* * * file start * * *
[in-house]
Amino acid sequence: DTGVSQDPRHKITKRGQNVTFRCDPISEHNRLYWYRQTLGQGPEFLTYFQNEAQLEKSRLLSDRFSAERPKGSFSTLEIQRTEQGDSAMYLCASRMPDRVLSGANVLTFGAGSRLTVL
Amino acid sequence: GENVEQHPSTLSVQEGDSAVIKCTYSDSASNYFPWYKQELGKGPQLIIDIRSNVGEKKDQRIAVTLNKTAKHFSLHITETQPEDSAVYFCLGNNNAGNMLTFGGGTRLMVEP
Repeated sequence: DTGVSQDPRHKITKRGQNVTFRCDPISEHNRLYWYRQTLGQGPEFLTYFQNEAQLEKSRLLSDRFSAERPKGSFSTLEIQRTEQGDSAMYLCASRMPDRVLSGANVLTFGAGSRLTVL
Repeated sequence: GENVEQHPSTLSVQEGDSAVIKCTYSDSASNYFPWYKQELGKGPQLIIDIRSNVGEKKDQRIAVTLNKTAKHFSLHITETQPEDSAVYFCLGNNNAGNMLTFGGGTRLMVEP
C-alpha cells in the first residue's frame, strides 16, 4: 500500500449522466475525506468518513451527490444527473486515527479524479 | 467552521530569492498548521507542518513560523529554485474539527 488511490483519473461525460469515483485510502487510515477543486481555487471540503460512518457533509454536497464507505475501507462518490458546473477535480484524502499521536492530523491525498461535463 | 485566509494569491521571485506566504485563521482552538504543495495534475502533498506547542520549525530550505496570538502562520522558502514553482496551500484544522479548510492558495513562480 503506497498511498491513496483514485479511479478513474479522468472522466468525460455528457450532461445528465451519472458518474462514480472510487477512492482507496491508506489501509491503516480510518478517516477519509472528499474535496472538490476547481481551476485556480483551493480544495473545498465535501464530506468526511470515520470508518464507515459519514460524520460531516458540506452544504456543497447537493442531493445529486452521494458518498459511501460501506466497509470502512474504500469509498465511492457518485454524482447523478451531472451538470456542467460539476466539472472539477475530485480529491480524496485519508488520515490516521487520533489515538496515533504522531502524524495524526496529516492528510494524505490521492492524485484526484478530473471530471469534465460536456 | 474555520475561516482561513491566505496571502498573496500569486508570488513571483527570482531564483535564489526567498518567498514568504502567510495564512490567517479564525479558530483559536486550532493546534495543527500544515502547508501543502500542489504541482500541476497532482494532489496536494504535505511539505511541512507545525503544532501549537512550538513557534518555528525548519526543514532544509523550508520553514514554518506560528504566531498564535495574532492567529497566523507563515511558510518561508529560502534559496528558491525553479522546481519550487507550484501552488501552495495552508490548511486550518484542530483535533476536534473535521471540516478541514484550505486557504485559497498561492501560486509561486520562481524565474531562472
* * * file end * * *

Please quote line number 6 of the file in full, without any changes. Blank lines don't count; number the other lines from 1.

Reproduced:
C-alpha cells in the first residue's frame, strides 16, 4: 500500500449522466475525506468518513451527490444527473486515527479524479 | 467552521530569492498548521507542518513560523529554485474539527 488511490483519473461525460469515483485510502487510515477543486481555487471540503460512518457533509454536497464507505475501507462518490458546473477535480484524502499521536492530523491525498461535463 | 485566509494569491521571485506566504485563521482552538504543495495534475502533498506547542520549525530550505496570538502562520522558502514553482496551500484544522479548510492558495513562480 503506497498511498491513496483514485479511479478513474479522468472522466468525460455528457450532461445528465451519472458518474462514480472510487477512492482507496491508506489501509491503516480510518478517516477519509472528499474535496472538490476547481481551476485556480483551493480544495473545498465535501464530506468526511470515520470508518464507515459519514460524520460531516458540506452544504456543497447537493442531493445529486452521494458518498459511501460501506466497509470502512474504500469509498465511492457518485454524482447523478451531472451538470456542467460539476466539472472539477475530485480529491480524496485519508488520515490516521487520533489515538496515533504522531502524524495524526496529516492528510494524505490521492492524485484526484478530473471530471469534465460536456 | 474555520475561516482561513491566505496571502498573496500569486508570488513571483527570482531564483535564489526567498518567498514568504502567510495564512490567517479564525479558530483559536486550532493546534495543527500544515502547508501543502500542489504541482500541476497532482494532489496536494504535505511539505511541512507545525503544532501549537512550538513557534518555528525548519526543514532544509523550508520553514514554518506560528504566531498564535495574532492567529497566523507563515511558510518561508529560502534559496528558491525553479522546481519550487507550484501552488501552495495552508490548511486550518484542530483535533476536534473535521471540516478541514484550505486557504485559497498561492501560486509561486520562481524565474531562472